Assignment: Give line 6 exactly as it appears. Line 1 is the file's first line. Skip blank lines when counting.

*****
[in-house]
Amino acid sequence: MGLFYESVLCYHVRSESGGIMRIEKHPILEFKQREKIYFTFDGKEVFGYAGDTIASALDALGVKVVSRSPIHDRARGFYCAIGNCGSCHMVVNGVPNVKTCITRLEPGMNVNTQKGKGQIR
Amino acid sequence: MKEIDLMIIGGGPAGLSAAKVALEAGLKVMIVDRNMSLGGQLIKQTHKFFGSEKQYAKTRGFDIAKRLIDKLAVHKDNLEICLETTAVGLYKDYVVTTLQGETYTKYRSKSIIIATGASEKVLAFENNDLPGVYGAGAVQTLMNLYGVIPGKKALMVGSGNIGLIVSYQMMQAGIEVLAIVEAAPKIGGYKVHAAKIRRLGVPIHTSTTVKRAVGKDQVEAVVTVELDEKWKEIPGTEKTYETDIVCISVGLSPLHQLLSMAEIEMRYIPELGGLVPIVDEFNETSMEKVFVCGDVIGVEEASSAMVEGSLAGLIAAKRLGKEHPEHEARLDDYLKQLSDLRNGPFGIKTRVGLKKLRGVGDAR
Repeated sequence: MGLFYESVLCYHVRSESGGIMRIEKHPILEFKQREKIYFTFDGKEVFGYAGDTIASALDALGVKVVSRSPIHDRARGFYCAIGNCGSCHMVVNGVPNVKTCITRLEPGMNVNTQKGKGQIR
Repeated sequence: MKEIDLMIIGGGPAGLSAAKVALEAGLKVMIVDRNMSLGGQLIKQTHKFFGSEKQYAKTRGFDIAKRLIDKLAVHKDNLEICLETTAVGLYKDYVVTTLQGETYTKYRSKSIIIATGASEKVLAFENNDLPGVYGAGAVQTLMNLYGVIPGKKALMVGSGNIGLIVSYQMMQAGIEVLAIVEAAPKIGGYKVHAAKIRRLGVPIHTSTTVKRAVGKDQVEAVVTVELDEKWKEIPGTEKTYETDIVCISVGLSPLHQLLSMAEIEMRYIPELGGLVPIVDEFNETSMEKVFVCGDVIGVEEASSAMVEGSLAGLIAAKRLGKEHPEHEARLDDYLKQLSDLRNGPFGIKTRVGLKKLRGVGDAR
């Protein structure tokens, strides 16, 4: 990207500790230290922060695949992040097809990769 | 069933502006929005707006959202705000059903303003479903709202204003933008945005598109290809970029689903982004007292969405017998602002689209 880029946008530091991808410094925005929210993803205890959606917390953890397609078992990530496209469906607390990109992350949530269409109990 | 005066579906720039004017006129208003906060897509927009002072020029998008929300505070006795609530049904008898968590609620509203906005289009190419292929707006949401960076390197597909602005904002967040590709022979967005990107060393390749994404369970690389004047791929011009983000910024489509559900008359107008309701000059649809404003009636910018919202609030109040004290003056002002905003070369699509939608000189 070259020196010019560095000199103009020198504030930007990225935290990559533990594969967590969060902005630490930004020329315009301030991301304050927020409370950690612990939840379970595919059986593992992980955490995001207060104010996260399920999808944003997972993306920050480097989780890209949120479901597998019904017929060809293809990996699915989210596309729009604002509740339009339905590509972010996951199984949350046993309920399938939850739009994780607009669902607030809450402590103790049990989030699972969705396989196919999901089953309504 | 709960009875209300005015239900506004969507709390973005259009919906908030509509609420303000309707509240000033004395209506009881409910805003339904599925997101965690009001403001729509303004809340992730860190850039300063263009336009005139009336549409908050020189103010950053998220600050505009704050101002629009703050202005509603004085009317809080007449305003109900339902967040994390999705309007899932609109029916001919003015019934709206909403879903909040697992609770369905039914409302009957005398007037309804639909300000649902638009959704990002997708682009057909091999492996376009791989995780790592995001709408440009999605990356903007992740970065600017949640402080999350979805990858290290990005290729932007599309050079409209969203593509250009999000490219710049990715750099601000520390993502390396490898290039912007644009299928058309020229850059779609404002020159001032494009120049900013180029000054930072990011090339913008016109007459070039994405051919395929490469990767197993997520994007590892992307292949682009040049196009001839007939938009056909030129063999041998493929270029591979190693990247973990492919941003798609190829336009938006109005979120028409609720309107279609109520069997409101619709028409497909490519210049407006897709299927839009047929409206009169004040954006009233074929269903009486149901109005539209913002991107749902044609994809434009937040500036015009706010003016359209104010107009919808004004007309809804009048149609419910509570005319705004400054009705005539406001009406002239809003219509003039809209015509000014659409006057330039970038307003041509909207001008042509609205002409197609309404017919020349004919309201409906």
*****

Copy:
């Protein structure tokens, strides 16, 4: 990207500790230290922060695949992040097809990769 | 069933502006929005707006959202705000059903303003479903709202204003933008945005598109290809970029689903982004007292969405017998602002689209 880029946008530091991808410094925005929210993803205890959606917390953890397609078992990530496209469906607390990109992350949530269409109990 | 005066579906720039004017006129208003906060897509927009002072020029998008929300505070006795609530049904008898968590609620509203906005289009190419292929707006949401960076390197597909602005904002967040590709022979967005990107060393390749994404369970690389004047791929011009983000910024489509559900008359107008309701000059649809404003009636910018919202609030109040004290003056002002905003070369699509939608000189 070259020196010019560095000199103009020198504030930007990225935290990559533990594969967590969060902005630490930004020329315009301030991301304050927020409370950690612990939840379970595919059986593992992980955490995001207060104010996260399920999808944003997972993306920050480097989780890209949120479901597998019904017929060809293809990996699915989210596309729009604002509740339009339905590509972010996951199984949350046993309920399938939850739009994780607009669902607030809450402590103790049990989030699972969705396989196919999901089953309504 | 709960009875209300005015239900506004969507709390973005259009919906908030509509609420303000309707509240000033004395209506009881409910805003339904599925997101965690009001403001729509303004809340992730860190850039300063263009336009005139009336549409908050020189103010950053998220600050505009704050101002629009703050202005509603004085009317809080007449305003109900339902967040994390999705309007899932609109029916001919003015019934709206909403879903909040697992609770369905039914409302009957005398007037309804639909300000649902638009959704990002997708682009057909091999492996376009791989995780790592995001709408440009999605990356903007992740970065600017949640402080999350979805990858290290990005290729932007599309050079409209969203593509250009999000490219710049990715750099601000520390993502390396490898290039912007644009299928058309020229850059779609404002020159001032494009120049900013180029000054930072990011090339913008016109007459070039994405051919395929490469990767197993997520994007590892992307292949682009040049196009001839007939938009056909030129063999041998493929270029591979190693990247973990492919941003798609190829336009938006109005979120028409609720309107279609109520069997409101619709028409497909490519210049407006897709299927839009047929409206009169004040954006009233074929269903009486149901109005539209913002991107749902044609994809434009937040500036015009706010003016359209104010107009919808004004007309809804009048149609419910509570005319705004400054009705005539406001009406002239809003219509003039809209015509000014659409006057330039970038307003041509909207001008042509609205002409197609309404017919020349004919309201409906």